So quick explanatory note: the backpacking trip I was going to go on this weekend was canceled due to extreme weather. Don’t worry though, they rescheduled the trip to this coming weekend so I will be able to share that experience with you! Just not quite yet. Instead, this week I’m going to walk you through my choice of a water purification system. I need one, I hadn’t got around to buying one until now, and I thought it would be nice to show you, step by step, how I chose from the different options on the market.
So my priorities when shopping for a backpacking water purification system are:
Above all you want your system to always work. Duh. But getting sick from contaminated water sources is no joke, so reliability is top on my list.
- Low weight/compactness.
This one is pretty straight forward. If you’re carrying all your things on your back you can’t afford to have your water filter/tablets be 5 lbs. or something like that.
This means we’re looking for a system that doesn’t take a lot of manual labor to make it work or a lot of unnecessary time.
- Reasonably priced.
I’m not keen on spending upwards of $100 on a water system.
So those are our criteria. Now let’s look at the choices.. I’ve already narrowed my list down to three main options: The Sawyer Mini Filtration System, Platypus Water Filtration System, and purification tablets. There are plenty of other options on the market but these are the three I’ve decided to examine and choose between, just because I’ve heard good things about each of them.
First up: Water purification tablets.
Sometimes these are iodine, sometimes it’s iodine plus other chemicals, sometimes you have to add Vitamin C after the initial pills have done their work. But essentially it always works the same way: you drop one of the tablets in the water you want to purify and you wait about half an hour for the tablet to dissolve.
A con of this process is that it does take a while to work (so not great convenience) and it doesn’t necessarily get out all the dirt, leaves, sediment, or little rocks- only the bacteria. From what I’ve seen these are made by lots of different companies and they go for between $12.00 and $30.00. They also seem to last a while, so they could be viable for a thru-hike. Plus it’s just a little bottle of tablets so if you were very concerned about weight I’m sure you could put them in a zip-lock baggie and it would only come to a few ounces at most. (For more in-depth information about all the different options in this category I recommend this article.)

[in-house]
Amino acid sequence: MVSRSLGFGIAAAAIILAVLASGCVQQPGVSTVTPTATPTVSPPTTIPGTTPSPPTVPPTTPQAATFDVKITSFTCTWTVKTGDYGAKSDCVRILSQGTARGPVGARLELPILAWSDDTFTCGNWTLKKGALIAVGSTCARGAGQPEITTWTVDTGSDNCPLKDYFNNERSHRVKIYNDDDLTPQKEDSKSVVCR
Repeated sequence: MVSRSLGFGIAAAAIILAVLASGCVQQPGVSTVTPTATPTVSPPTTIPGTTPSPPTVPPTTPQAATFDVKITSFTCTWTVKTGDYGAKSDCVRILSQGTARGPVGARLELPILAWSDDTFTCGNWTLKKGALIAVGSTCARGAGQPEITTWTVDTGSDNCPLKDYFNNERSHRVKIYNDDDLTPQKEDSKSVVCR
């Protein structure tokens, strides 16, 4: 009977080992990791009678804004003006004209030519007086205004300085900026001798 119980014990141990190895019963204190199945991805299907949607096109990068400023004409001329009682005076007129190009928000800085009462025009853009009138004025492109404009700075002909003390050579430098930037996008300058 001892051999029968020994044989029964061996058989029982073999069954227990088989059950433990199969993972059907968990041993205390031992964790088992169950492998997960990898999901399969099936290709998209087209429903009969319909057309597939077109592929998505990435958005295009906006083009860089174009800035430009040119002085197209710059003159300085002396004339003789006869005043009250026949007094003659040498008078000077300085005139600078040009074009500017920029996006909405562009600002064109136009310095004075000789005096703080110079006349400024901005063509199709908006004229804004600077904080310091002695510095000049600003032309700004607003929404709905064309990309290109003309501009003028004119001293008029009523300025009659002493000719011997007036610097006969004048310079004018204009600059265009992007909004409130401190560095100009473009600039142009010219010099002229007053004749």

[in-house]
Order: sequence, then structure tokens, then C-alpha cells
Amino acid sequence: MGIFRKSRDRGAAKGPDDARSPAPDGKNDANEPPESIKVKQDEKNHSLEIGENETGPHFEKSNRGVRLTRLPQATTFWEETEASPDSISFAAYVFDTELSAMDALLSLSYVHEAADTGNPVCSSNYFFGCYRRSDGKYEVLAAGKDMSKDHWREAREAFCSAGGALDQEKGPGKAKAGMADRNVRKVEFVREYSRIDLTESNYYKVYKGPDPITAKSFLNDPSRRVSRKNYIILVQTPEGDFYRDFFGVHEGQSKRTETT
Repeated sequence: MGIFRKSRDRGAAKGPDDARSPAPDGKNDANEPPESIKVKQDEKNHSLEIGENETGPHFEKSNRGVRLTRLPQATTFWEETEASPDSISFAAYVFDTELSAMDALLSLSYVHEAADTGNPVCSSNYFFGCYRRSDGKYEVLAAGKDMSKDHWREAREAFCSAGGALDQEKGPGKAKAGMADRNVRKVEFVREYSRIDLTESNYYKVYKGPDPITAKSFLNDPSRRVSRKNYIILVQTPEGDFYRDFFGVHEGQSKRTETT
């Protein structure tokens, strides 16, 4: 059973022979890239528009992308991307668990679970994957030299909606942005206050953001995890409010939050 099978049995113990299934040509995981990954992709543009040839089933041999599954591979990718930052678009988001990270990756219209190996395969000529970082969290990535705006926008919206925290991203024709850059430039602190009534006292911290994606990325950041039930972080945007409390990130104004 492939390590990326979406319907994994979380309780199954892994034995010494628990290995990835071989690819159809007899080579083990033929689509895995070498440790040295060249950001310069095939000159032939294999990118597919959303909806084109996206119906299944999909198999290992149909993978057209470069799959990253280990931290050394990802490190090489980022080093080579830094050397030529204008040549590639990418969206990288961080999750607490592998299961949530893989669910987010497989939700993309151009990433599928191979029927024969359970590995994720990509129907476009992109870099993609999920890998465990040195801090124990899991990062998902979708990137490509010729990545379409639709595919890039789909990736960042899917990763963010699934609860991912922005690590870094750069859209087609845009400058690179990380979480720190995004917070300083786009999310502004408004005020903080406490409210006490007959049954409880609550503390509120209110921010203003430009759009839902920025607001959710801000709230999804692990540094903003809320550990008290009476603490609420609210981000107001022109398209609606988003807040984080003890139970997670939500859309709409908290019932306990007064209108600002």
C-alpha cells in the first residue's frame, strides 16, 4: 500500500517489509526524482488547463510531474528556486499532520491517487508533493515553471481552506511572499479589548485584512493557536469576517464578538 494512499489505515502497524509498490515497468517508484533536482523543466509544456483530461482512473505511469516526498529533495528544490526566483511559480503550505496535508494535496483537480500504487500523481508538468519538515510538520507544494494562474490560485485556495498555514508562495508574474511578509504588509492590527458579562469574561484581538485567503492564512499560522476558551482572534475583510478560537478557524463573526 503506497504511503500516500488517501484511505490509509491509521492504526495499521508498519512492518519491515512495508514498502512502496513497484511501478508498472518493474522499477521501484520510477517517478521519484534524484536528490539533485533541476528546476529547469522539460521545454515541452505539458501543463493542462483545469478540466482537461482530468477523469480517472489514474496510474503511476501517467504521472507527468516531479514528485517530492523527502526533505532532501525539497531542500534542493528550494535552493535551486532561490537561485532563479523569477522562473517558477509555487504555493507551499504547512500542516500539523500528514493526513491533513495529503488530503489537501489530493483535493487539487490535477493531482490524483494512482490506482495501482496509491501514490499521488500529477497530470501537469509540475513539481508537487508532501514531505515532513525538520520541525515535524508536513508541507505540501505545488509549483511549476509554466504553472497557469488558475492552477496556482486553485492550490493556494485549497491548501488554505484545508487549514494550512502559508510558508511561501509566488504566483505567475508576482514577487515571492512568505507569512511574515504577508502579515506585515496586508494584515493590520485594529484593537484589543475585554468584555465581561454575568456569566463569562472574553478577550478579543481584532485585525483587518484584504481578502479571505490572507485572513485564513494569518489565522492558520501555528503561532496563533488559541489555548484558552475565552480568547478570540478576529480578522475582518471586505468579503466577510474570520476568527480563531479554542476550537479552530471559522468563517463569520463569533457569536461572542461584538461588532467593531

Second: The Sawyer Squeeze Mini
How does this little guy measure up? Well it claims to remove 99.9999% of all bacteria and has a good reputation for doing it’s job. It’s weighs 2 oz., requires no work to operate but you do have to be present for it to work (i.e. you have to be holding it) and it’s $19.97 before tax or shipping on Amazon. Looking good. Let’s keep moving.
Third: The Platypus Gravityworks 2.0 Liter Water Filtration System
This one takes about two minutes to filter two liters. There’s no labor involved, it weighs about 6.3 oz, meets all reliability requirements, and it can even filter water for up to four people. You also don’t have to engage with it at all: you just hang it from a tree and gravity does all the work for you, whereas with the Sawyer you have to be present to filter the water yourself. The problem is that this filter goes for $79.96 on Amazon. While that’s not terrible (it is under my $100 goal) it’s still significantly more than the Sawyer Squeeze.
After going over all of these specs I decided to purchase the Sawyer Squeeze Mini. It’s the cheapest and the lightest and those are two pretty important categories to me. While I do have to hold it the entire time I feel that’s worth it for the other benefits. So I’ll be purchasing the Sawyer Squeeze Mini for this upcoming backpacking trip. Maybe I’ll even let you know what I think.
Until next time,